Exercise, Physical Therapy and FSHD
A physical therapist (PT) who is experienced with FSHD patients can be invaluable. Physical therapists administer some exercises directly (e.g., stretching) and teach patients how to perform other exercises; for the latter, the goal is to learn the exercises so the patient eventually can do them on her own or with the help of family members or friends. FSHD patients ask their doctors to prescribe physical therapy: when they feel their FSHD is progressing more rapidly than usual; periodically to monitor how they perform their exercises; and to rehabilitate specific conditions or injuries such as strained or pulled muscles or injuries from falls. Many find it useful to go to a PT for a “tune up” from time to time.
Many people with FSHD enjoy swimming and find it beneficial. Swimming has a low impact on the joints and bones and a low risk of injury. The buoyancy of the water provides resistance, which affords the opportunity for gentle exercise and also enables some people to do things they are unable to do on land - for example, someone who can’t stand or walk on land may be able to stand and walk in water. It can also be beneficial to do stretching exercises in the water. Watsu, a form of massage done in the water, combines the benefits of ordinary massage and being in the water. Both massage and Watsu should be done only by certified professionals. www.Watsu.com.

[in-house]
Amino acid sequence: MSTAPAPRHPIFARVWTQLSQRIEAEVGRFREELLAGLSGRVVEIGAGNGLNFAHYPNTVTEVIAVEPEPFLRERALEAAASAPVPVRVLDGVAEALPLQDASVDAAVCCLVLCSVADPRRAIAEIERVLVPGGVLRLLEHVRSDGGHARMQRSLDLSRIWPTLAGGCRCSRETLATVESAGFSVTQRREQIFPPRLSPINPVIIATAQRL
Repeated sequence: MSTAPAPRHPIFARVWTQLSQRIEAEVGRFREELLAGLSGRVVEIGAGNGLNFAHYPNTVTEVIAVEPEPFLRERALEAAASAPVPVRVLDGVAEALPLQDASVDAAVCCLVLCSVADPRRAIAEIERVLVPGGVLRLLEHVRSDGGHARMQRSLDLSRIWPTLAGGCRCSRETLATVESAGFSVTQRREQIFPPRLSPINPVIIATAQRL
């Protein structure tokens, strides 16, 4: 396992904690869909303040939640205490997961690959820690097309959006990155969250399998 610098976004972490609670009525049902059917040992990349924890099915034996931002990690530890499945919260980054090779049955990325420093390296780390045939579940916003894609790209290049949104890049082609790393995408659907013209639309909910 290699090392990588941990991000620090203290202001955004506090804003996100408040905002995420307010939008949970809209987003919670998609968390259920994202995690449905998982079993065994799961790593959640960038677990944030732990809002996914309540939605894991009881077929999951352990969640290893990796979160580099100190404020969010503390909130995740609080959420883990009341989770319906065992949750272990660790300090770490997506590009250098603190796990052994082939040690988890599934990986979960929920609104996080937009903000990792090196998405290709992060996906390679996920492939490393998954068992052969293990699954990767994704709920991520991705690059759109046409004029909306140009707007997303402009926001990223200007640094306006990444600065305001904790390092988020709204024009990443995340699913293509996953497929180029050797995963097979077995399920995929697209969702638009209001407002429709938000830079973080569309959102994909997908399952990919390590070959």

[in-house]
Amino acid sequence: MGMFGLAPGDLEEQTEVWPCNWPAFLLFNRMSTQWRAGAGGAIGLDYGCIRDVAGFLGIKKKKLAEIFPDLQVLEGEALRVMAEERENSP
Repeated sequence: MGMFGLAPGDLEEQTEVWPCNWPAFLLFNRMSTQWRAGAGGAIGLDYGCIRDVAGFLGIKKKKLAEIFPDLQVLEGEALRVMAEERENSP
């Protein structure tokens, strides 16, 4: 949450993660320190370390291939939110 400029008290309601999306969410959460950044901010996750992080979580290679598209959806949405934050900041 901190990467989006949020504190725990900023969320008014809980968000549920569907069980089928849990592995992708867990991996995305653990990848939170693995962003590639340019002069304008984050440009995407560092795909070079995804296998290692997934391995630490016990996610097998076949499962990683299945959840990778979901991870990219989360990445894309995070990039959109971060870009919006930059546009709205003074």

For FSHD patients with reduced mobility, being in the water can provide freedom of movement and a welcome feeling of exhilaration, energy and relaxation. In recent years there have been an increased number of therapeutic swimming pools with access and special programs for disabled people; some of these pools have extremely warm water, which can be soothing for people who can’t move quickly or who are in pain.
For some people with FSHD who can no longer walk, standing with the aid of a standing frame can be beneficial. A standing frame is a piece of equipment that can straighten and elevate a person into a standing position, and support him in that position. For some people, standing in a standing frame can help maintain range of motion and reduce the possibility of contractures, relieve pressure on the posterior, increase circulation, reduce stress, realign the internal organs and provide weight bearing to preserve bones.
As with all exercise, it’s important for FSHD patients to consult with their doctors and physical therapists before beginning a swimming program and before using a standing frame. The risk of overuse is ever present, so it's essential to monitor closely how you feel. When in doubt about an exercise, seek professional help. When in pain, stop doing it.
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Links to recent publications on FSHD and physical therapy and exercise
The purposes of these articles are to increase awareness of FSHD among clinicians; to provide an update regarding the genetics, clinical features, natural history, and current management of FSHD; and to discuss opportunities for research.
2010 FSH Society International Patient and Researcher Network Meeting
Phys Ther. 2008 Jan;88(1):105-13. Epub 2007 Nov 6.
J Neurol. 2007 Jul;254(7):931-40. Epub 2007 Mar 14.
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* * * * * * * * *The information on this website is provided for general informational and educational purposes only. The FSH Society and this website do not provide medical advice or recommendations. Licensed physicians and other medical professionals who are familiar with an individual’s specific health situation should be consulted for diagnosis and treatment of Facioscapulohumeral Muscular Dystrophy and any other medical conditions. Neither the FSH Society nor any contributor to this website can be liable or responsible for any result derived from the use of this material.
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